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Staff Taking Medication


radish
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Hi all,

 

With regards staff taking medication - New EYFS framework - no 3.17

 

How are you dealing with this sensitive issue? We have been advised to keep updated information regarding all staff medication but I am a little unsure about how to go about this as it needs to be handled very carefully so as not to cause offence. How would you log it, how often would you update your records etc?

 

Thanks for you advise

Radish

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We have the same as Simcity, however I'm not sure if that's enough?

I mentioned it to the staff and said if they ever go to the docs and get prescribed something would they check they are still ok to work with children!!

thought about putting a note about it in the staff handbook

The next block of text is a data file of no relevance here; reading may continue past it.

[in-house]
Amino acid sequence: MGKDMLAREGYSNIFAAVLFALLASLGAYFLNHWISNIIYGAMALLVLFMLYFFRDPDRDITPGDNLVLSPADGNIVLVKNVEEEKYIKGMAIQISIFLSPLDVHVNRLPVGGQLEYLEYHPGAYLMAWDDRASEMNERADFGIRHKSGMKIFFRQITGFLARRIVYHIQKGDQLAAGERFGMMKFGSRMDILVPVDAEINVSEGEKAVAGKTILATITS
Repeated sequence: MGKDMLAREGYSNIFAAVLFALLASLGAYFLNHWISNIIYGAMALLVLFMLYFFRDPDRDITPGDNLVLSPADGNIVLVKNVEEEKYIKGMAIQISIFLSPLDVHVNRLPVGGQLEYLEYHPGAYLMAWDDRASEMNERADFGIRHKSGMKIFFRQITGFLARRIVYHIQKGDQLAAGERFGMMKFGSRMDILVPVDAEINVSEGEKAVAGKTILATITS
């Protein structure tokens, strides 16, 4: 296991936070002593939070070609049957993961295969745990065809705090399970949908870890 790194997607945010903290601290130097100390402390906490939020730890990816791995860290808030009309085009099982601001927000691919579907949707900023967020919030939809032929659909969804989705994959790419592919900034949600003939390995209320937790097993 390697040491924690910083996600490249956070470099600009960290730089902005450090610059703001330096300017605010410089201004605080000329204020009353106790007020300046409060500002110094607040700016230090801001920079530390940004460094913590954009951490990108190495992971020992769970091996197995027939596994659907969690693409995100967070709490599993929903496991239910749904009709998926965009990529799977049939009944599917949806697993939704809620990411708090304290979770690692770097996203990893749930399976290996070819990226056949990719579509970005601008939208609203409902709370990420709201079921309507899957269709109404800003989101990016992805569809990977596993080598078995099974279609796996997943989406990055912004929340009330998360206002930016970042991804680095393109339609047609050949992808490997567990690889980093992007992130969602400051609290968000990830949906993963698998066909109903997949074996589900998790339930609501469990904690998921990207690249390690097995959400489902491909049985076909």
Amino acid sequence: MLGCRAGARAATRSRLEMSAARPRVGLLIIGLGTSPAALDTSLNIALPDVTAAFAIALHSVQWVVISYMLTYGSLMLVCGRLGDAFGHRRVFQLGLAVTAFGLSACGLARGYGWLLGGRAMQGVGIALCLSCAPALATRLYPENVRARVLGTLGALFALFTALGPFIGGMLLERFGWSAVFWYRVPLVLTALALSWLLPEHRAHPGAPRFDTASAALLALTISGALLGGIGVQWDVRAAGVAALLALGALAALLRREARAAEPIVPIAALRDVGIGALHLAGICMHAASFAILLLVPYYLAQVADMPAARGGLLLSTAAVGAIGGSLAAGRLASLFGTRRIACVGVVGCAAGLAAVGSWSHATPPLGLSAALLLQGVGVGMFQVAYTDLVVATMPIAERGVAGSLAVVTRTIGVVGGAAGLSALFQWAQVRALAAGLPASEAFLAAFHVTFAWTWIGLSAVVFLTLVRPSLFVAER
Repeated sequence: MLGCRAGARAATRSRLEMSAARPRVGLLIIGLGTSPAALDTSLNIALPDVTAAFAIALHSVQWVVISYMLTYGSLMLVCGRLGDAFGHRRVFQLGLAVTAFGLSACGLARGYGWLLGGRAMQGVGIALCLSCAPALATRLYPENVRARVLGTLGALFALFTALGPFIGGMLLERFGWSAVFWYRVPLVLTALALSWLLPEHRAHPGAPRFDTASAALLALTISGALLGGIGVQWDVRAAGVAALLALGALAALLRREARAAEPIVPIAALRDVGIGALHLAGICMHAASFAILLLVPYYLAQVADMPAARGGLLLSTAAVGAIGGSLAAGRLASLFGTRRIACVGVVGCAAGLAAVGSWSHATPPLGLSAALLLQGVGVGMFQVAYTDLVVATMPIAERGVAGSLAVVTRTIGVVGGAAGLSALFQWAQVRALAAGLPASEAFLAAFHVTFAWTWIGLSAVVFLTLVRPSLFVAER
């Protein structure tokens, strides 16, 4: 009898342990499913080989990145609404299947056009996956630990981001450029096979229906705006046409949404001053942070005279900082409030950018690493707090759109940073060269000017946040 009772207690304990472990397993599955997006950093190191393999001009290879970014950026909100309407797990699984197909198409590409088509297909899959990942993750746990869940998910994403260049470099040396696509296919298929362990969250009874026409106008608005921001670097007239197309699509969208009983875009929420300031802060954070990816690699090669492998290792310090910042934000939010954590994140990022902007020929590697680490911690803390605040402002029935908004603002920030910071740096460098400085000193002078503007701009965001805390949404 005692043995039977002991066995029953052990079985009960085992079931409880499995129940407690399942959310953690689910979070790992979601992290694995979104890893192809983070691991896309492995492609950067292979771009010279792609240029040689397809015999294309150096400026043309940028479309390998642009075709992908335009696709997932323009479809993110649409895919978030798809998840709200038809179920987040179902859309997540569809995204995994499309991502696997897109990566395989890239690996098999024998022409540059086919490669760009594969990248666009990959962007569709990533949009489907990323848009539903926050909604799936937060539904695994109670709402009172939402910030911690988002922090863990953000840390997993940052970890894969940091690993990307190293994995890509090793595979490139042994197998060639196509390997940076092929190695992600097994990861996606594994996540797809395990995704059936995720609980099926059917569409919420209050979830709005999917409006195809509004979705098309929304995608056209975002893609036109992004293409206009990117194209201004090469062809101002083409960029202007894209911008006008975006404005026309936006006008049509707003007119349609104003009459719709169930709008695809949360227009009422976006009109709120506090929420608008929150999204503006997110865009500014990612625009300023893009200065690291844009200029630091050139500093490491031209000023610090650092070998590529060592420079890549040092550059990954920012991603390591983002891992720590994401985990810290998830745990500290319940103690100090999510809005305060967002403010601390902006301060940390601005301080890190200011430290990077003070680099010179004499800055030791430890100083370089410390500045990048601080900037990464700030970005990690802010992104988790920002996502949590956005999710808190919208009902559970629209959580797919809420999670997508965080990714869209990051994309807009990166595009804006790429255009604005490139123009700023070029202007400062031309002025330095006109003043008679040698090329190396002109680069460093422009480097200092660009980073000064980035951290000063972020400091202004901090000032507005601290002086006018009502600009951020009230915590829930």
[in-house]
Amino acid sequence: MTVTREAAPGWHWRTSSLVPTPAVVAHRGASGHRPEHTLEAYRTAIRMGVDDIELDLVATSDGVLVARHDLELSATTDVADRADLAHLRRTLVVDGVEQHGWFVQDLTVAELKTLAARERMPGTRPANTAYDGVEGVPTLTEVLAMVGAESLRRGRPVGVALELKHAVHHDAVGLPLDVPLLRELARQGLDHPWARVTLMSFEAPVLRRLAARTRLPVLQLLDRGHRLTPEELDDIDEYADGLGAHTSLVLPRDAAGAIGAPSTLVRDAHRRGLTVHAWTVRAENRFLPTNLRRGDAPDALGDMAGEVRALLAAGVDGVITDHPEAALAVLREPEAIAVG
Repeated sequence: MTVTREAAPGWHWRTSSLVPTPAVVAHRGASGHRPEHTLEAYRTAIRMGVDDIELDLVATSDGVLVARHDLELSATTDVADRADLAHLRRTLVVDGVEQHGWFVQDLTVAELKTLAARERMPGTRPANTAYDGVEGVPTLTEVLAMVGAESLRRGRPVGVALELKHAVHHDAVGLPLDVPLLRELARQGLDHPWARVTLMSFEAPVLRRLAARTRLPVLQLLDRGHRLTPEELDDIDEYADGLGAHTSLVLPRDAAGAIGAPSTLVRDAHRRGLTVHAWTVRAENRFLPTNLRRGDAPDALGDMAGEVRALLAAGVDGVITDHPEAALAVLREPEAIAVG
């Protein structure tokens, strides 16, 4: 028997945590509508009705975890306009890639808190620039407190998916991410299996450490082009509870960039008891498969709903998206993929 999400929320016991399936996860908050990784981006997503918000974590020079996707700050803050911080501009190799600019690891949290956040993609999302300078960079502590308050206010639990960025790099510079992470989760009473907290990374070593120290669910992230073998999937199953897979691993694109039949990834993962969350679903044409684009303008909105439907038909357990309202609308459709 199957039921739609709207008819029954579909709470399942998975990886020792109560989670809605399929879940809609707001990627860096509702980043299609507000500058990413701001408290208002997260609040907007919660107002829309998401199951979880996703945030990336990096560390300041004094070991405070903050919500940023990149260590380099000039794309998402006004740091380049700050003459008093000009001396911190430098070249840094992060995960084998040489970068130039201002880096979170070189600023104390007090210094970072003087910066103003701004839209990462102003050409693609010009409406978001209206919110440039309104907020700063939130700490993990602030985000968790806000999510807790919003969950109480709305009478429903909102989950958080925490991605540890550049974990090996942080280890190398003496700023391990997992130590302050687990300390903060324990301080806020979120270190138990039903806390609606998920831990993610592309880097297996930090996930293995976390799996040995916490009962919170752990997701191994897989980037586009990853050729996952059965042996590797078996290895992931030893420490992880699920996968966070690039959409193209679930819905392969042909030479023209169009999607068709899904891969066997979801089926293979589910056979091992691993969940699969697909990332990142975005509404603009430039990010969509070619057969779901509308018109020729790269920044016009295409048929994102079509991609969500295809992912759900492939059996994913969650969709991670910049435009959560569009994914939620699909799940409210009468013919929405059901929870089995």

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Given that pretty much every medication information leaflet tells you you it may make you drowsy and you should refrain from driving (in my experience!) then there'll be an awful lot of staff unable to work with children!

 

2008 framework:

Specific legal requirements: Alcohol/other substances

When working directly with children, practitioners must not be under the influence of alcohol or any other substance which may affect their ability to care for children.

Statutory guidance to which providers should have regard: Practitioners taking medication which they believe may affect their ability to care for children should

seek medical advice and only work directly with children if that advice is that the medication is unlikely to impair their ability to look after children.

 

2012 framework: